Social Research Glossary
Citation reference: Harvey, L., 2012-17, Social Research Glossary, Quality Research International, http://www.qualityresearchinternational.com/socialresearch/
This is a dynamic glossary and the author would welcome any e-mail suggestions for additions or amendments. Page updated 2 January, 2017 , © Lee Harvey 2012–2017.
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Linguistic philosophy is an approach to philosophy that concentrates on the study of language.
Linguistic philosophy is concerned with how language is actually used, taught and developed in everyday discourse. It is assumed that this kind of analysis will illuminate, dissolve or transform traditional philosophical problems.
The argument is that such problems persist because philosophers have been misled by superficial grammatical similarities of language. Thus, relevant differences in the functions of terms have been overlooked or deliberately set aside in an attempt at uniformity. The first job of linguistic philosophy is to clarify linguistic statements.
Linguistic philosophy is therefore an analytic activity that concentrates on sensitivity to niceities of language rather than relying on a set of doctrines or rigidly prescribed method.
Which features of language linguistic philosophy concentrates on depends on the particular philosophical problems that it is attempting to engage and clarify.
While having extensive origins this kind of approach is encapsulated in post-1945 English language philosophy. Notable contributors are Wittgenstein, Ryle and J.L Austin.
Wildman (1994–2010) wrote:
Wittgenstein corrected his early work in his other breakthrough book, Philosophical Investigations (1953). This is, from one point of view, the manifesto of linguistic philosophy.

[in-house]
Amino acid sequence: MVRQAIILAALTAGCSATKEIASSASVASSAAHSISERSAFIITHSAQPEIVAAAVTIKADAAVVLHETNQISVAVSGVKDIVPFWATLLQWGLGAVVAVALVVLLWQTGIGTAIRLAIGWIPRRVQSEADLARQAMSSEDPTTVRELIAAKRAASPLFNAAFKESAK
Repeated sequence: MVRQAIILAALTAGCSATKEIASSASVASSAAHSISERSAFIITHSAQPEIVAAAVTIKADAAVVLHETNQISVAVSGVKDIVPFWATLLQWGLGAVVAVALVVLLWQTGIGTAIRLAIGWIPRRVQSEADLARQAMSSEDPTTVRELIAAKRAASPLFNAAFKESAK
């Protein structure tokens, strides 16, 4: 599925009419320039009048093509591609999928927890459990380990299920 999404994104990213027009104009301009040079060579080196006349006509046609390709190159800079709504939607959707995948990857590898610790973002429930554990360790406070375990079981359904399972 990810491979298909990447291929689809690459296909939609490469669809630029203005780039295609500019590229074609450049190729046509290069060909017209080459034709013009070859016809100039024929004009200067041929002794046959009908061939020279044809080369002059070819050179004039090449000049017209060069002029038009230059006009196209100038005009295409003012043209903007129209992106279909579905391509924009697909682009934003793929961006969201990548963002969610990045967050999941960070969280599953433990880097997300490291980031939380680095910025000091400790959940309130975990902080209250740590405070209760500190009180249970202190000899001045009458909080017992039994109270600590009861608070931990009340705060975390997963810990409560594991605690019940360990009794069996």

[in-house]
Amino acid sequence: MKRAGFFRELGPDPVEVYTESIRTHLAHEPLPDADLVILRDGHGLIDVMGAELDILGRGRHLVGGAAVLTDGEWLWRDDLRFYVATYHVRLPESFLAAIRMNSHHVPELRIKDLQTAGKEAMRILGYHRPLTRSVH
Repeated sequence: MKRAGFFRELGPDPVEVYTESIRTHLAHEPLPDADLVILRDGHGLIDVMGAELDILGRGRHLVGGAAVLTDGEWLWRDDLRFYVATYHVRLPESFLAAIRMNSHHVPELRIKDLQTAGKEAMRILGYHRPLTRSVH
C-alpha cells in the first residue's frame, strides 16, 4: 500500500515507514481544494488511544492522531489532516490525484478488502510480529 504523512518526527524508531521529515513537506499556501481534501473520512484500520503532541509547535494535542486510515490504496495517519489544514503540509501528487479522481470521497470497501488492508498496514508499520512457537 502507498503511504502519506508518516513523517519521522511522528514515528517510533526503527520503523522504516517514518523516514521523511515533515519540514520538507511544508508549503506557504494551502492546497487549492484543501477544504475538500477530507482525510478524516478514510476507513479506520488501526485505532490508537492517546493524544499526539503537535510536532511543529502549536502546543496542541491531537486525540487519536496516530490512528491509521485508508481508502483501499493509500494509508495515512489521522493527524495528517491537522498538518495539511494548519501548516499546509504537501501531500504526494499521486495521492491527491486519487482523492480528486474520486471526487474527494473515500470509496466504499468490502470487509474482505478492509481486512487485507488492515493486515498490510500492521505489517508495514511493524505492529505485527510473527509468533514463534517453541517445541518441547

In that book he emphasized the vagueness and ambiguity of life and language against his positivist obsessiveness about clarity in the Tractatus. There are no essential definitions such as Socrates is famous for requiring of his interlocutors, according to the later Wittgenstein. Rather we use words to talk about life according to conventional and pragmatic rules, which he called "language games," and the vagueness of the world is expressed in the fuzziness of language.
Is this fuzziness of ordinary language a problem? Well, we all participate in many, many of these overlapping patterns of discourse, and inculcate our children into them as they grow. We know when our language, and that of others, works and when it doesn’t according to the criteria of these language games. So ordinary language appears to do very well. We get confused, according to Wittgenstein, when we get tricked by our own acuity, and try to force the world to be less vague and interesting than it actually is. We think up precise technical definitions (of the good, say, or of God or love or justice or salvation or humanity or Trinity) because of an obsession with essences, and thereby create "philosophical problems" because our essence-definitions do not fit the vague world; clearly, our philosophical problems are pseudo-problems.
Definition: It follows that the task of philosophy is to protect us from being outsmarted by our own linguistic intelligence, to dissolve philosophical problems by diagnosing them in detail as pseudo problems. It is a kind of therapeutic activity, therefore, and consists not in learning about books and ideas so much as paying attention to the world as it is.
Religion and theology, on this view, can exist, because we can speak about God and salvation, etc. The only problem is that our language is at its very vaguest at these places because reality itself is so elusively vague. We must be careful, therefore, not to take ourselves and our theologies too seriously, lest we become entrapped in all kinds of theological pseudo-problems, even as philosophers have become ensnared in philosophical pseudo-conundrums.
Wildman, W., 1994–2010, Positivism, Analytic Philosophy, and Linguistic Philosophy, available at http://people.bu.edu/wwildman/WeirdWildWeb/courses/wphil/lectures/wphil_theme21.htm, accessed 26 January 2013, still available 22 December 2016.
Wittgenstein, L., 1953, Philosophical Investigations. Oxford, Blackwell.
copyright Lee Harvey 2012–2017
copyright Lee Harvey 2012–2017